On Friday night the NSW Council for Civil Liberties awarded Sydney solicitor John Marsden honorary life membership. Julian Burnside was invited to make the speech in Marsden’s honour. In the course of his speech, Burnside referred to the unregulated use of solitary confinement in Australia’s immigration detention centres, criticising it as inhumane and also as unlawful.

The speech went down well, but one person took him on afterwards, while guests got on with their dinner. Andrew Kirk, currently senior advisor to Joe Hockey, but until recently chief of staff in Amanda Vanstone’s Immigration Department, told Burnside that he was wrong. A fairly lively debate between the two followed, in which Kirk conceded that solitary confinement is used as punishment in detention centres, that punishment without the order of a court breaches the constitutional separation of powers; that use of solitary confinement as punishment is unlawful, but that they would keep on doing it until a court told them to stop.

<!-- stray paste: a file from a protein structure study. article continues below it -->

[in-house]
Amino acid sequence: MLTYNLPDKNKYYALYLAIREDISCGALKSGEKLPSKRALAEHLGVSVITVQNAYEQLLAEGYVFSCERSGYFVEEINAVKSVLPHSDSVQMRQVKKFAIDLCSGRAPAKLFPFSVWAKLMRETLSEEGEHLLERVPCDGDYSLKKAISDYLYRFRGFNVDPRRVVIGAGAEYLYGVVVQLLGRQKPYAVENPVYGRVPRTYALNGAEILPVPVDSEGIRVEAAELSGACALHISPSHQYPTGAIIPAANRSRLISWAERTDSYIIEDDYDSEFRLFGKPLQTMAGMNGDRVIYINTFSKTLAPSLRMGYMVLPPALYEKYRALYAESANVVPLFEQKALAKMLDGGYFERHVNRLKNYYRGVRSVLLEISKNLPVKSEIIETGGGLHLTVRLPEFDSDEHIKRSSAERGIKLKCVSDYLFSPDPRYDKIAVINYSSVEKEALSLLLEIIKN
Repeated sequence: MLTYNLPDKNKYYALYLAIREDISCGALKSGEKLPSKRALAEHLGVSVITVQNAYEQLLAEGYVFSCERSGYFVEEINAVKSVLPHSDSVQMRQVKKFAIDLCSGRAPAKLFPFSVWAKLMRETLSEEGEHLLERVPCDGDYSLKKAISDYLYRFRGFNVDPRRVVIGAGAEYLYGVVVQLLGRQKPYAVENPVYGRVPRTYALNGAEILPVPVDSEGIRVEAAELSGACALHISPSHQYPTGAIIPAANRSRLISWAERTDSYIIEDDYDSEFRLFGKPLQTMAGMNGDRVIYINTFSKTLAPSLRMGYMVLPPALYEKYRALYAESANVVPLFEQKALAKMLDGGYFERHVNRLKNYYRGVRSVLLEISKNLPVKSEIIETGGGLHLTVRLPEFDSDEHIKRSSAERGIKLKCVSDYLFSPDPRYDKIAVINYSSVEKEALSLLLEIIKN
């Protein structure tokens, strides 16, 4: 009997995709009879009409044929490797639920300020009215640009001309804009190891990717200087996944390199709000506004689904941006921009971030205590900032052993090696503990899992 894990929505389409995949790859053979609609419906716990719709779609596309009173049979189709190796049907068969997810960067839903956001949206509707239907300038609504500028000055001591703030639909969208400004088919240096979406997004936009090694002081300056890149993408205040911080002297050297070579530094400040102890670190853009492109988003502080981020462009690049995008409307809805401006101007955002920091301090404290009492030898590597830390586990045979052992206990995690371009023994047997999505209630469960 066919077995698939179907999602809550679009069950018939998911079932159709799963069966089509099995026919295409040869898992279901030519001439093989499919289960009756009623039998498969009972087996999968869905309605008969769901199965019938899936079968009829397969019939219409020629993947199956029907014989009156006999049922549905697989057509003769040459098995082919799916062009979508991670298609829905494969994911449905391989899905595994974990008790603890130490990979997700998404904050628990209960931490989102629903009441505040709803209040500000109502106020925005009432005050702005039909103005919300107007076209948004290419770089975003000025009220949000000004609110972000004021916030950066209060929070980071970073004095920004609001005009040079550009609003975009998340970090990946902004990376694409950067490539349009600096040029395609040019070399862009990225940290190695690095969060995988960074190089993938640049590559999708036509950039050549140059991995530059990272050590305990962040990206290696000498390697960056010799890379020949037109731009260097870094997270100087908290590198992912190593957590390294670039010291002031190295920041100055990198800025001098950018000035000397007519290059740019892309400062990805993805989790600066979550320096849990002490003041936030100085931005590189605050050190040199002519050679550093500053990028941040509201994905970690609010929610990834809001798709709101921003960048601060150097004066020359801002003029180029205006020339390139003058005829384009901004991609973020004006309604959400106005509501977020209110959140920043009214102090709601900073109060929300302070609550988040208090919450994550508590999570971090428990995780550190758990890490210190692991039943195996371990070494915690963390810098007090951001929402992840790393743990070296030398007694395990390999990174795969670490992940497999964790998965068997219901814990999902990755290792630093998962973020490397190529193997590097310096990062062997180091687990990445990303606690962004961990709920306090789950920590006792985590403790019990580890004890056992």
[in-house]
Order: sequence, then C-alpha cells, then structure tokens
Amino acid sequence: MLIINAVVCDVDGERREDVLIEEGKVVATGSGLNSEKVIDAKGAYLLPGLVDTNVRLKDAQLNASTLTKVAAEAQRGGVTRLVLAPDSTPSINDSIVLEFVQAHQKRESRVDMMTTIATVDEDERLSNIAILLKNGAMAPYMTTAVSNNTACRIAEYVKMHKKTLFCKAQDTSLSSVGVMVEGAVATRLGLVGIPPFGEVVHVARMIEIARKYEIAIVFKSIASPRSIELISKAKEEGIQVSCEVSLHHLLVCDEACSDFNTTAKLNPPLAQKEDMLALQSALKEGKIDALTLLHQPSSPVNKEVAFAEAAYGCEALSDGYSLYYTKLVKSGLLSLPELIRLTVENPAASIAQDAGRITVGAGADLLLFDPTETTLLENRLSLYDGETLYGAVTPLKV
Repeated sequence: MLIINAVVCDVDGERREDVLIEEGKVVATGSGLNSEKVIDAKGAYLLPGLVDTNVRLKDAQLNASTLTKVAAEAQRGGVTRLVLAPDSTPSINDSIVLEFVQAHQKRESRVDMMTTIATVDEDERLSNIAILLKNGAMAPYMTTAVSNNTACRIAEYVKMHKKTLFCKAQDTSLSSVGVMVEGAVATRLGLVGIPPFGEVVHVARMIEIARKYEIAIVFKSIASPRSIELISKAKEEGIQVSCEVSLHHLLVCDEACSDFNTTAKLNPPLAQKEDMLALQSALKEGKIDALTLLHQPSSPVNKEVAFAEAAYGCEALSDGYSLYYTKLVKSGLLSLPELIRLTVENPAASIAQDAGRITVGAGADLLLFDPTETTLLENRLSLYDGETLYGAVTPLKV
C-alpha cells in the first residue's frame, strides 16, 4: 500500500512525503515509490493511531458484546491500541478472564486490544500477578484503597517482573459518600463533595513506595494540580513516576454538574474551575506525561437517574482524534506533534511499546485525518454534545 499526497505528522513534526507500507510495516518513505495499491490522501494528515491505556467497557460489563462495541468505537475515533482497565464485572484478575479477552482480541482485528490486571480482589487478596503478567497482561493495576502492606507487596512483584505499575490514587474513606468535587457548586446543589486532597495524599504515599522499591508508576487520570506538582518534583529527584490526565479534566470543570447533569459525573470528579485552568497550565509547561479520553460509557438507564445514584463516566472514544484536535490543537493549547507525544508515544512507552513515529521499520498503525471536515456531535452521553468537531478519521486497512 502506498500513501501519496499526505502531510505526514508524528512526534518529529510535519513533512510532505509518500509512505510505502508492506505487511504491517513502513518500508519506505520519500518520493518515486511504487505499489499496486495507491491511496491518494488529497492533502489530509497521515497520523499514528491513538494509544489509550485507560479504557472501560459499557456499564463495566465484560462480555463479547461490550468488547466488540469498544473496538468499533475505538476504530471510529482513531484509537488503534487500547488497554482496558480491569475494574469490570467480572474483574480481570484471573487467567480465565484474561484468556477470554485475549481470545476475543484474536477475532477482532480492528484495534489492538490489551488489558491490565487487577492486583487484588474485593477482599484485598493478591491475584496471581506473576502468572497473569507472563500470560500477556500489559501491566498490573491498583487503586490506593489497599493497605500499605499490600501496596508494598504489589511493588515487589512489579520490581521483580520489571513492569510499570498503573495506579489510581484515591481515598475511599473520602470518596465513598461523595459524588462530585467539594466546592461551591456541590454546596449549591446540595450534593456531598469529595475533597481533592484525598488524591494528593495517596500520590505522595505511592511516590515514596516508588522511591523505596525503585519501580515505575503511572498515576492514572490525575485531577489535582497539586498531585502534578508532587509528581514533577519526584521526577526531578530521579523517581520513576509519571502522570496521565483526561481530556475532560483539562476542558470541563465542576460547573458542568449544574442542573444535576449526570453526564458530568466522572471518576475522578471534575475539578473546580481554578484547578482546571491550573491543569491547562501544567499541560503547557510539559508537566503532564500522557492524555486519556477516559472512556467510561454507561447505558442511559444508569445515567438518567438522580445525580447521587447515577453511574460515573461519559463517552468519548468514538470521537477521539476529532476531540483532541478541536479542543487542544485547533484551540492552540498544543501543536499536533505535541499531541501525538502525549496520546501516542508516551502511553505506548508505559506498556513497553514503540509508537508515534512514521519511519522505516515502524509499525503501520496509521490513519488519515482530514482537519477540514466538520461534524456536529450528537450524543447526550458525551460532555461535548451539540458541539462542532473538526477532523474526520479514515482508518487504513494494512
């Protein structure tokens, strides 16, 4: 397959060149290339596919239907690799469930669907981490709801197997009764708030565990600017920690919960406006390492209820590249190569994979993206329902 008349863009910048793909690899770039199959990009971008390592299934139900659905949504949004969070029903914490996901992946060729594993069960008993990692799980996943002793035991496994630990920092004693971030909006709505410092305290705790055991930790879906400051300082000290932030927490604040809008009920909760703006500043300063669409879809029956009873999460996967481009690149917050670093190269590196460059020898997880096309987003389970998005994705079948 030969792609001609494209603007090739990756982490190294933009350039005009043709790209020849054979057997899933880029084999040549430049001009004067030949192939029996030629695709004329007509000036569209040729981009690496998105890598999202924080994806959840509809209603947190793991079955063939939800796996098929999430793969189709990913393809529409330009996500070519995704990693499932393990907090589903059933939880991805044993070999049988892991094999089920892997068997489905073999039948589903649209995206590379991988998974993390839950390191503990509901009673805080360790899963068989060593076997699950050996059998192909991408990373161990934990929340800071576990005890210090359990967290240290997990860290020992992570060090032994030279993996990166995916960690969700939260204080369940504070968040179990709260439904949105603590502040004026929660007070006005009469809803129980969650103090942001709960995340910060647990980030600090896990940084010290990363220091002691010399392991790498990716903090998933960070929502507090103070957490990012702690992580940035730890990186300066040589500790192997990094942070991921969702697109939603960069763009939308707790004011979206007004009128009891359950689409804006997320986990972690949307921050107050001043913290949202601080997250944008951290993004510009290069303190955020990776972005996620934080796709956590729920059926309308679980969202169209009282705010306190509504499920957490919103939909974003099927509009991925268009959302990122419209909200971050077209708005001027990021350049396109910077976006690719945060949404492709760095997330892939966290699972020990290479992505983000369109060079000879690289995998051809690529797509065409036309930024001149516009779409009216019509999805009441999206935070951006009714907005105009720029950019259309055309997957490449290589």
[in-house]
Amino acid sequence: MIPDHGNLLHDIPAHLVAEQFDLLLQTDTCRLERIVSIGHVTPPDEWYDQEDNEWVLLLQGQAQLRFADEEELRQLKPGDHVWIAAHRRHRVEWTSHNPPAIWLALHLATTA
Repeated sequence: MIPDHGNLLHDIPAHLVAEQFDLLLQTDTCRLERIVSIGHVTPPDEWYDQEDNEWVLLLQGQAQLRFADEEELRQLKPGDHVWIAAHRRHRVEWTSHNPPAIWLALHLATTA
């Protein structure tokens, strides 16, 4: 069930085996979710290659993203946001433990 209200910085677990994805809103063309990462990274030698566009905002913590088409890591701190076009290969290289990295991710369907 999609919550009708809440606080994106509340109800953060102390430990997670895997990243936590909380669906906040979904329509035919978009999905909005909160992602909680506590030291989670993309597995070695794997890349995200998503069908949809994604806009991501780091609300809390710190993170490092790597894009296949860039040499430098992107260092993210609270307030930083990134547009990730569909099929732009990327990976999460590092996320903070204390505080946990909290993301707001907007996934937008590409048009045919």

Later in the evening, Burnside had to get up and present the award to Marsden. He took the opportunity to tell the 350 guests, point by point, what Kirk had said. He then invited Kirk to contradict him if Kirk disagreed with the summary of their conversation. Kirk said nothing.

We have known for years that solitary confinement is used in detention centres. The government has always been cagey about it, preferring to call it ‘separation detention’. Now we have a clear, public admission of systematic conduct by the department which not only breaches international conventions, but which the department knows is illegal.

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Peter Fray
Peter Fray
Editor-in-chief of Crikey
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